“Unedited History: Iran 1960–2014”

    IN ONE OF THE CORNERS of “Unedited History: Iran 1960–2014,” a sprawling exhibition that opened this past May at the Musée d’Art Moderne de la Ville de Paris, an installation of five screens flickered. At its center was a 1973 film called Mogholha (The Mongols), directed by Parviz Kimiavi, which recounts the story of a fictional young director who rounds up a band of Turkoman tribesmen to play Mongols in a surreal retelling of the history of cinema. In one of the film’s more unforgettable scenes—and there are a few—the robed Turkomans in Mongol drag march through a harsh desert climate

  • Monir Shahroudy Farmanfarmaian, Untitled (Sculpture 2), 2008, mirror, reverse-glass painting, and plaster on wood, 28 3/4 × 28 3/4 × 19 3/4".

    “Monir Shahroudy Farmanfarmaian: Infinite Possibility”

    Monir Shahroudy Farmanfarmaian once traded Andy Warhol, for several of his sketches,a tiny ball she’d made from intricately cut shards of mirrored glass. Farmanfarmaian would move back to her native Tehran in 1957, but her diminutive sculpture would remain, decades later, carefully placed on a table in the late Pop artist’s flat. This fall, Farmanfarmaian’s elegant mirror ball, alongside some six dozen other pieces, including geometrically inflected drawings, vast etched-glass doors, and a new sculpture in stainless steel, will be exhibited in the most ambitious display

  • Mitra Farahani, Fifi Howls from Happiness, 2013, HD video, color, sound, 96 minutes. Bahman Mohasses.
    film August 11, 2014

    Burning Questions

    FRENHOFER, C’EST MOI, Paul Cézanne was said to have said about the principal character in “Le Chef-d’oeuvre inconnu” (The Unknown Masterpiece), a short story by Honoré de Balzac from the year 1831. In the little-known tale, two younger artists, Nicolas Poussin and the more established Porbus, spend time with Frenhofer, an aging master. As the three drink wine and eat smoked ham, they exchange thrilling ideas about art and originality, finally settling on the question of Frenhofer’s unrealized masterpiece, a painting that has been vexing him for years. When Frenhofer finally completes the work,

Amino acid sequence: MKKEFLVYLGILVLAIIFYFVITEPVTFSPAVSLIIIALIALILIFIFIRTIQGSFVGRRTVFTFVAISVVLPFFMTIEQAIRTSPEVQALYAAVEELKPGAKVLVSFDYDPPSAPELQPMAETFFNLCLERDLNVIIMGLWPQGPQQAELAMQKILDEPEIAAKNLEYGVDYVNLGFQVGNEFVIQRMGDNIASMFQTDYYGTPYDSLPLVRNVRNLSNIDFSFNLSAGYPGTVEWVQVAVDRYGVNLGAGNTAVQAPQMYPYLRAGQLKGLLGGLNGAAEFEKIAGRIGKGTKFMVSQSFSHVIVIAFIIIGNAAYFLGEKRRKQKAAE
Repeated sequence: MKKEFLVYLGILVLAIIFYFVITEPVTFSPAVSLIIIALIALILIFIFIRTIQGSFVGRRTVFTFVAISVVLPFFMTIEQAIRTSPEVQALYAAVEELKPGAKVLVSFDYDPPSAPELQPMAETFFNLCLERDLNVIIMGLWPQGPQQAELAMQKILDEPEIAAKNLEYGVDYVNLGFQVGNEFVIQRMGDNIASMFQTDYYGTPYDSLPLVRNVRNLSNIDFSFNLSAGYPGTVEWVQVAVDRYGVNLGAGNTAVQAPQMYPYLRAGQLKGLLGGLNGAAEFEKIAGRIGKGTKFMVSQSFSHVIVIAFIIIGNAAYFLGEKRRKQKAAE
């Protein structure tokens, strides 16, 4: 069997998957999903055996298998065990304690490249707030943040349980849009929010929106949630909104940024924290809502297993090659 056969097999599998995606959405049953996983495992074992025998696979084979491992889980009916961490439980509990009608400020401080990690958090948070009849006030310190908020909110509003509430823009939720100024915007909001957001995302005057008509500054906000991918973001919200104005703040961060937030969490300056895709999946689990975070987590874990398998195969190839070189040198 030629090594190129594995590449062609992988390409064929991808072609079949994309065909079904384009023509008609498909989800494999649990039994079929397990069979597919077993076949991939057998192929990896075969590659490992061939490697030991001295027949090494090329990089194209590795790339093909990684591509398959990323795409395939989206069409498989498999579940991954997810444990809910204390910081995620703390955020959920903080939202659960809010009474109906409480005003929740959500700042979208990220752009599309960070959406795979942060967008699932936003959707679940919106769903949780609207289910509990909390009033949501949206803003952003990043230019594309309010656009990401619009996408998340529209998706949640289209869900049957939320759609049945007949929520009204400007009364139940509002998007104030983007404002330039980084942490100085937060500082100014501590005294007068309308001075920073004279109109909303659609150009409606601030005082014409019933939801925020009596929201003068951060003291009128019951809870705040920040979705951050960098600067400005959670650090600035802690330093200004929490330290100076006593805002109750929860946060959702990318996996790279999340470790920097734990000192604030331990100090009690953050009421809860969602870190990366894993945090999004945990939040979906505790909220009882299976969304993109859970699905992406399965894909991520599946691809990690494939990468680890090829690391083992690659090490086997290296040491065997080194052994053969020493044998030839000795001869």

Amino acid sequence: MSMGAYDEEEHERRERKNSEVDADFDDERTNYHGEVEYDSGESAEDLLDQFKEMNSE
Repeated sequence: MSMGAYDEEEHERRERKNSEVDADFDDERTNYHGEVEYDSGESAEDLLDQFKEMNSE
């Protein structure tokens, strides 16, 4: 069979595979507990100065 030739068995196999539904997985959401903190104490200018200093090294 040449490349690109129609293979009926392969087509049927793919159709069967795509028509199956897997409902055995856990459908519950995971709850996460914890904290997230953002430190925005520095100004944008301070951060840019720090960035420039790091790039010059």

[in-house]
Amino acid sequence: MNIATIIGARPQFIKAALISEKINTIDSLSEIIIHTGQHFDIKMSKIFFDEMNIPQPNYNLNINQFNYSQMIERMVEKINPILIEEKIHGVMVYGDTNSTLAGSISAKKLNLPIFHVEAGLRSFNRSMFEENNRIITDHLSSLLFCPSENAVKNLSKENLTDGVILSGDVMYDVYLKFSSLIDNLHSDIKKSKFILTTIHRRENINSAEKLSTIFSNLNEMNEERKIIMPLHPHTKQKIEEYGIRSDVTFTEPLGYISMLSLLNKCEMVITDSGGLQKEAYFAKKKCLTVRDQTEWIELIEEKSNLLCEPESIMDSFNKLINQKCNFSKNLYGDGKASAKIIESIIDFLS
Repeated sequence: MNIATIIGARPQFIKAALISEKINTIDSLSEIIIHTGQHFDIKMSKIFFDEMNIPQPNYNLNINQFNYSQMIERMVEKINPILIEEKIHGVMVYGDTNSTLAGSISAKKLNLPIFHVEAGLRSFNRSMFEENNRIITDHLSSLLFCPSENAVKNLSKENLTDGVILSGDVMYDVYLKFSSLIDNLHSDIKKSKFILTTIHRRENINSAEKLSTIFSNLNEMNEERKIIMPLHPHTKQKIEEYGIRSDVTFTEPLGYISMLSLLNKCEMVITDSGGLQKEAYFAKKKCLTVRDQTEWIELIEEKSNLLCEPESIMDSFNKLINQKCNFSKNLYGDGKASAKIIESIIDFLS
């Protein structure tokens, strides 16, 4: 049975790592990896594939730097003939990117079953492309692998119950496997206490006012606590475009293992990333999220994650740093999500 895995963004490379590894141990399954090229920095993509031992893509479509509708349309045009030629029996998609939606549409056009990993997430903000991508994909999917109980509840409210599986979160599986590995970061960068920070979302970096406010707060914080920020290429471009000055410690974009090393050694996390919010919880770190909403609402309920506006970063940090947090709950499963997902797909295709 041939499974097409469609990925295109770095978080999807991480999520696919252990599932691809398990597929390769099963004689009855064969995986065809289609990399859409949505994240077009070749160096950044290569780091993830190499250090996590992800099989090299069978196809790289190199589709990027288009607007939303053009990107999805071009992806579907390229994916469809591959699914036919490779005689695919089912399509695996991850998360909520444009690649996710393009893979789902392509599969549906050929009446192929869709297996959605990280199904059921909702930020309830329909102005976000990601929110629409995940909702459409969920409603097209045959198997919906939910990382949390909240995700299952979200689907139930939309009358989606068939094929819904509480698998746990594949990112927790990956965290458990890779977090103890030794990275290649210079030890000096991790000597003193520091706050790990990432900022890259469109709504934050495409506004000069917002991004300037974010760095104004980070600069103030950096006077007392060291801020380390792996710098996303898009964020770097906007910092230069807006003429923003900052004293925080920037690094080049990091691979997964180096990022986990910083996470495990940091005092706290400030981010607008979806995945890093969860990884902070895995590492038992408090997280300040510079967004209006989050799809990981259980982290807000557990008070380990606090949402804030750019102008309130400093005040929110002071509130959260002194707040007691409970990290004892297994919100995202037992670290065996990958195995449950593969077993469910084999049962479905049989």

• Morteza Momayez, poster for the 9th Shiraz-Persepolis Festival of Arts, 1975. From “Unedited History: Iran 1960–2014.”

    “Unedited History: Iran 1960–2014”

    It seems to be Iran’s modern moment. On the heels of the Asia Society’s well-received “Iran Modern” exhibition this past fall in New York, this survey brings together works from 1960—roughly the point at which the nation began a period of rapid urbanization and development—to the present. “Unedited History” is divided into four temporal blocks: 1960–70, the revolutionary period of 1979, the Iran-Iraq war (1980–88), and the years since. Together with this selection of fine arts, highlights from

  • Etel Adnan, Untitled, 2012, oil on canvas, 13 3/4 x 17 3/4".

    “Etel Adnan: Art is One of the Roads to Paradise”

    There are few lives that have charted the dislocations, tectonic shifts, passions, and innumerable heartbreaks of the modern Arab world more thoroughly than Etel Adnan. Born in Beirut in 1925 to a Greek mother from Smyrna and a Syrian father who served with the Ottoman army, she is a writer of searing, sometimes surrealist heights. A rare sort of polymath, she is also a distinguished visual artist whose work spans myriad media. In this exhibition—Adnan’s first large-scale retrospective—individual rooms will be dedicated respectively to painting, drawing,

  • View of “Welcome to Iraq,” 2013, Iraqi pavilion, Venice. On left wall: Kadhim Nwir, Untitled, 2011. On right wall: Kadhim Nwir, Untitled, 2011. Photo: Kate Lacey.

    Negar Azimi

    ONE OF THE WORKS IN THIS YEAR’S IRAQI PAVILION features a simple ink caricature of two men scrambling to capture a falling missile with what appears to be a stretcher. It is absurd and heartbreaking, and in many ways it perfectly captures the spirit and ethos of a country still deeply mired in the legacy of a war that began a decade ago. In the setting of a breathtaking sixteenth-century palazzo on Venice’s Grand Canal, however, it makes for a strangely sublimated encounter with Iraq. Marked by dozens of resource books about the region in Arabic and English, homemade Iraqi cookies and oversweet